CJR Renewables, originally a Portuguese company, has been present in Poland since 2008. They provide EPC (engineering, procurement and construction) and BOP (balance of plant) services to the renewable energy sector, including both wind and solar.
CJR Renewables is present in more than 20 countries around the world. Can you briefly explain what drove your interest in the Polish market?
It was rather circumstantial actually. An investor we used to work with in a different market expanded to Poland and needed a BOP partner. They proposed we provide them this service and this sparked our interest to establish a permanent presence here. From here we continued our expansion across CEE, especially after 2015 when the law for renewable energy became less attractive in Poland.
Indeed 2014-2015 represented a tough period for renewables in many countries across CEE. How did the situation in Poland compare with other countries in the region?
The impact on businesses was similar, although the changes were triggered by different reasons. The energy sector is deeply influenced by political decisions and what we can observe is that renewable energy does not have a constant, slow paced growth. Most often this sector has seen years of intense activity followed by painful drops.
Nowadays we are focusing most of our resources on Poland because we are confident business opportunities will flourish here in the coming years. But we do maintain an active presence in neighboring countries as well, to balance our portfolio in case of unexpected decisions. It is best to be prepared.
We are noticing an overall optimistic feeling permeating the renewable energy sector here. Where do you see most opportunity for CJR Polska in the period to come?
We plan to focus on onshore wind technology in the next two to three years because most of the remaining projects which will be built during this period. Brand new projects will likely take a few more years to come to fruition, mainly because of the distance law that we have in place, which leaves very little room for development. We are hopeful that this rule will change but even so we expect there will be a gap of a few years until new projects are up and running.
As for PV, this technology looks very stable and promises huge opportunities. Although projects are typically small scale (up to 1MW), their number is very high.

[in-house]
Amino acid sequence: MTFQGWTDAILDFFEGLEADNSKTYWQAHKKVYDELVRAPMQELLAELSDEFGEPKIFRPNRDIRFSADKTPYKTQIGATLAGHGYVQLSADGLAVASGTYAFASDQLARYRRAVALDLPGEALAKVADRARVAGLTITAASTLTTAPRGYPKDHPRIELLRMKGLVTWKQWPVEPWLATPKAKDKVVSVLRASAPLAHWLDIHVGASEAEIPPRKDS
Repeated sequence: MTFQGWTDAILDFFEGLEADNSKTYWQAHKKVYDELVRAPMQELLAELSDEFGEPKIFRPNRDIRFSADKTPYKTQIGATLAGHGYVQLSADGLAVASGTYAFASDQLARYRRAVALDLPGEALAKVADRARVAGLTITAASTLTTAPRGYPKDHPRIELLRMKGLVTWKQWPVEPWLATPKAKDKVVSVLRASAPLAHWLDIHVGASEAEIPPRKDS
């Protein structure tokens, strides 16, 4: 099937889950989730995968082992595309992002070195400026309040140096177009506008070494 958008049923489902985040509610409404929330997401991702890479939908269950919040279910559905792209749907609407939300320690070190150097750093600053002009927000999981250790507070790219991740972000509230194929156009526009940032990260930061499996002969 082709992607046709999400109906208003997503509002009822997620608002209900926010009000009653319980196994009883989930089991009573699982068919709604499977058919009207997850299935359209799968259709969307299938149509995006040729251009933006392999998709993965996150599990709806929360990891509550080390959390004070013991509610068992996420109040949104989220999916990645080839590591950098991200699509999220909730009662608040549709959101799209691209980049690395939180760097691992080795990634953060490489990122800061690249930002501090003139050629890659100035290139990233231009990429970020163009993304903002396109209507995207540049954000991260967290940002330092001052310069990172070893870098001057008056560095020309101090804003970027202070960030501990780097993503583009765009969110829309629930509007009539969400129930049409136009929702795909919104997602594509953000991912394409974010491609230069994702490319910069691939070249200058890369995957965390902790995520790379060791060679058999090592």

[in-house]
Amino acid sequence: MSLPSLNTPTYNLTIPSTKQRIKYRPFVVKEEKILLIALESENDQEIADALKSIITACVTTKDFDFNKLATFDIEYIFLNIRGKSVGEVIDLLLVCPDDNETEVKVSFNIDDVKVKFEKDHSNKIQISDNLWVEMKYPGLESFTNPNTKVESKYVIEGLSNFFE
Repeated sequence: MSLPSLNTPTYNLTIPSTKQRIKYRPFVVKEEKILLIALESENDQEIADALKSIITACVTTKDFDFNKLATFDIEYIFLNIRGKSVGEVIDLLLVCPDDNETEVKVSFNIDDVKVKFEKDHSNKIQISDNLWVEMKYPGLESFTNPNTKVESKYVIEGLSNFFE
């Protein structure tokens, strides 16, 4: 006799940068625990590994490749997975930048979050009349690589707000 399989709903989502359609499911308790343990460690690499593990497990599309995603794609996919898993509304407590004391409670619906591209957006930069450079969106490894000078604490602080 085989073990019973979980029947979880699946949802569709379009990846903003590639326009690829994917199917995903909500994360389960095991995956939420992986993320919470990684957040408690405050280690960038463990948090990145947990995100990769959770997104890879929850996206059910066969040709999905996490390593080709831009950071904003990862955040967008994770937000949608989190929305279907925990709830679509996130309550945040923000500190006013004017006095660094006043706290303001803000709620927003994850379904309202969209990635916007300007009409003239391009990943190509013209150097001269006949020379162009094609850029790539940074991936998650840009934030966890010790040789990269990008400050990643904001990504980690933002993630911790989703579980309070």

The limitations we have in place for onshore wind development play out as an advantage for PV. As we run out of wind projects to be auctioned, this will open up the technology basket above 1 MW for big scale PV projects. I expect this will happen sometime in 2021-2022.
What does this mean for your business? How are you adjusting your strategy?
What we have learnt is that our company’s success is highly dependent on people and how well prepared they are. This is why our strategy is to have people ready to work on both technologies - if there is a drop in investment in PV for instance, we can easily switch to wind. As a service provider we must adapt to the direction that investors take.
Given the relatively recent explosion in renewables on a global scale, finding qualified employees appears to be a recurring concern – how are you handling the availability of skilled workforce in Poland and the region?
This is indeed one of our main concerns. There was a lack of investment in renewable energy in the past few years, and this naturally created a gap in experience.
Right now the market is booming and the number of local experienced people is not enough to match the number of opportunities.
We are lucky to be part of an international company because we can receive support from other locations. We presently have colleagues joining us from Romania, Serbia, Portugal and so on - one would be truly surprised about how many nations can be found on a construction site nowadays.
These new opportunities have created a very competitive business environment. What is your strategy to stay ahead?
We compete on experience and reliability and the reason is the following: the auction rules impose a certain timeline in which the project must come to completion. If they do not meet deadlines the developer is out of the auction and can lose any PPAs they have in place. This means that the two biggest risks for any developer are BOP service providers and turbine suppliers.
It is crucial for them to find reliable service providers, with a healthy financial structure, and our track record is excellent from this perspective. The good work we have done both in Poland and abroad gives great comfort to our clients and made us one of the most recognized BOPs in the market. Our objective for the long term is to maintain this leadership position.
Do you have a final message for investors that are looking at Poland as their next destination?
Investors should pay very close attention to Poland because it offers a rare combination of opportunity and stability. Firstly, the country is stable in terms of political issues and economic growth, and most of the risks that investors would face around the world are not present here. And secondly, there are few countries in the world that are as dependent on conventional energy as Poland, which means there is both room for and urgency in developing new RES capacities.
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